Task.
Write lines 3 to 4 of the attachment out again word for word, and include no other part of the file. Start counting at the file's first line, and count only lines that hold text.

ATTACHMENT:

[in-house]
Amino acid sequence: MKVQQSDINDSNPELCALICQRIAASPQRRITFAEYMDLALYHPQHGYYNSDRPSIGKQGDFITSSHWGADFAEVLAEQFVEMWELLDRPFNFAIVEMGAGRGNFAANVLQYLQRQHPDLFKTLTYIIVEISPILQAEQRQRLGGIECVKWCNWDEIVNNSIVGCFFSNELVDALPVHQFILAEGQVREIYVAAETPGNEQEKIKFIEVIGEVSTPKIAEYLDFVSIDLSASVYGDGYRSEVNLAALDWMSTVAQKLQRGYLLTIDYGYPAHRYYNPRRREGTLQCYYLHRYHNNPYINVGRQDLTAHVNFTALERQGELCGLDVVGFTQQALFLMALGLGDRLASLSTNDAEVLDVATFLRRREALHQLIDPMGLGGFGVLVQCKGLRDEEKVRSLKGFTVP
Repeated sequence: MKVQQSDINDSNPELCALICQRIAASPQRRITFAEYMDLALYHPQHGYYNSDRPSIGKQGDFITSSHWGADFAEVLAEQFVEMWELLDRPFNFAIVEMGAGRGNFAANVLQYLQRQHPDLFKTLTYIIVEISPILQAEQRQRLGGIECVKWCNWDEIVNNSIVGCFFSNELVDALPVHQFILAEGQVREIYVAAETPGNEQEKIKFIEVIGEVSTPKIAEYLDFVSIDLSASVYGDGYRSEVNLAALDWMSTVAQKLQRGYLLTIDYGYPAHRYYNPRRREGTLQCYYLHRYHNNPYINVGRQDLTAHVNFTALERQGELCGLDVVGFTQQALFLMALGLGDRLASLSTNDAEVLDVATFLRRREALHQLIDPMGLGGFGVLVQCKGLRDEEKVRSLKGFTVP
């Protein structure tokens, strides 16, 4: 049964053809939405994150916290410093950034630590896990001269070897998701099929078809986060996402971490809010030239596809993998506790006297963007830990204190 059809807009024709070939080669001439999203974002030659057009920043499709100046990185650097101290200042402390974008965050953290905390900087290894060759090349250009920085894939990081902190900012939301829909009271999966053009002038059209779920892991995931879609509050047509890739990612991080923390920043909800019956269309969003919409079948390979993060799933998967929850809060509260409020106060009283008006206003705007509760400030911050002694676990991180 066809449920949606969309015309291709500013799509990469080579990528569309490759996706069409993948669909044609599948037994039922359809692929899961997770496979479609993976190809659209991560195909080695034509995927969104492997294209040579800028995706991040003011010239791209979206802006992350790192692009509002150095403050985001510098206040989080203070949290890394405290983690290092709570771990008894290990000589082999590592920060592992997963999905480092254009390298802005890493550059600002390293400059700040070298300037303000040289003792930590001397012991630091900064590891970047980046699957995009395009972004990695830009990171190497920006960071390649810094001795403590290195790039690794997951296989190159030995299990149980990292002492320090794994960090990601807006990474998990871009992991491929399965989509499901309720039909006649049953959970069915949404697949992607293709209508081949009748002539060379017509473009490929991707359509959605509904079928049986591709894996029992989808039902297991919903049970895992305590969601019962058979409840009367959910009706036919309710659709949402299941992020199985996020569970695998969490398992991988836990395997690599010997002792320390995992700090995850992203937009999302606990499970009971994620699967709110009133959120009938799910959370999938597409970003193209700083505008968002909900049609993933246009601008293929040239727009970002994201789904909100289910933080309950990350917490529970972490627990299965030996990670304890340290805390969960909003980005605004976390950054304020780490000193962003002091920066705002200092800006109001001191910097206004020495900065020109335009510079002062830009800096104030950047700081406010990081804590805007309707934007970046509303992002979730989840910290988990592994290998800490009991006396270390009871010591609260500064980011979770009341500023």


Repeated sequence: MKVQQSDINDSNPELCALICQRIAASPQRRITFAEYMDLALYHPQHGYYNSDRPSIGKQGDFITSSHWGADFAEVLAEQFVEMWELLDRPFNFAIVEMGAGRGNFAANVLQYLQRQHPDLFKTLTYIIVEISPILQAEQRQRLGGIECVKWCNWDEIVNNSIVGCFFSNELVDALPVHQFILAEGQVREIYVAAETPGNEQEKIKFIEVIGEVSTPKIAEYLDFVSIDLSASVYGDGYRSEVNLAALDWMSTVAQKLQRGYLLTIDYGYPAHRYYNPRRREGTLQCYYLHRYHNNPYINVGRQDLTAHVNFTALERQGELCGLDVVGFTQQALFLMALGLGDRLASLSTNDAEVLDVATFLRRREALHQLIDPMGLGGFGVLVQCKGLRDEEKVRSLKGFTVP
């Protein structure tokens, strides 16, 4: 049964053809939405994150916290410093950034630590896990001269070897998701099929078809986060996402971490809010030239596809993998506790006297963007830990204190 059809807009024709070939080669001439999203974002030659057009920043499709100046990185650097101290200042402390974008965050953290905390900087290894060759090349250009920085894939990081902190900012939301829909009271999966053009002038059209779920892991995931879609509050047509890739990612991080923390920043909800019956269309969003919409079948390979993060799933998967929850809060509260409020106060009283008006206003705007509760400030911050002694676990991180 066809449920949606969309015309291709500013799509990469080579990528569309490759996706069409993948669909044609599948037994039922359809692929899961997770496979479609993976190809659209991560195909080695034509995927969104492997294209040579800028995706991040003011010239791209979206802006992350790192692009509002150095403050985001510098206040989080203070949290890394405290983690290092709570771990008894290990000589082999590592920060592992997963999905480092254009390298802005890493550059600002390293400059700040070298300037303000040289003792930590001397012991630091900064590891970047980046699957995009395009972004990695830009990171190497920006960071390649810094001795403590290195790039690794997951296989190159030995299990149980990292002492320090794994960090990601807006990474998990871009992991491929399965989509499901309720039909006649049953959970069915949404697949992607293709209508081949009748002539060379017509473009490929991707359509959605509904079928049986591709894996029992989808039902297991919903049970895992305590969601019962058979409840009367959910009706036919309710659709949402299941992020199985996020569970695998969490398992991988836990395997690599010997002792320390995992700090995850992203937009999302606990499970009971994620699967709110009133959120009938799910959370999938597409970003193209700083505008968002909900049609993933246009601008293929040239727009970002994201789904909100289910933080309950990350917490529970972490627990299965030996990670304890340290805390969960909003980005605004976390950054304020780490000193962003002091920066705002200092800006109001001191910097206004020495900065020109335009510079002062830009800096104030950047700081406010990081804590805007309707934007970046509303992002979730989840910290988990592994290998800490009991006396270390009871010591609260500064980011979770009341500023």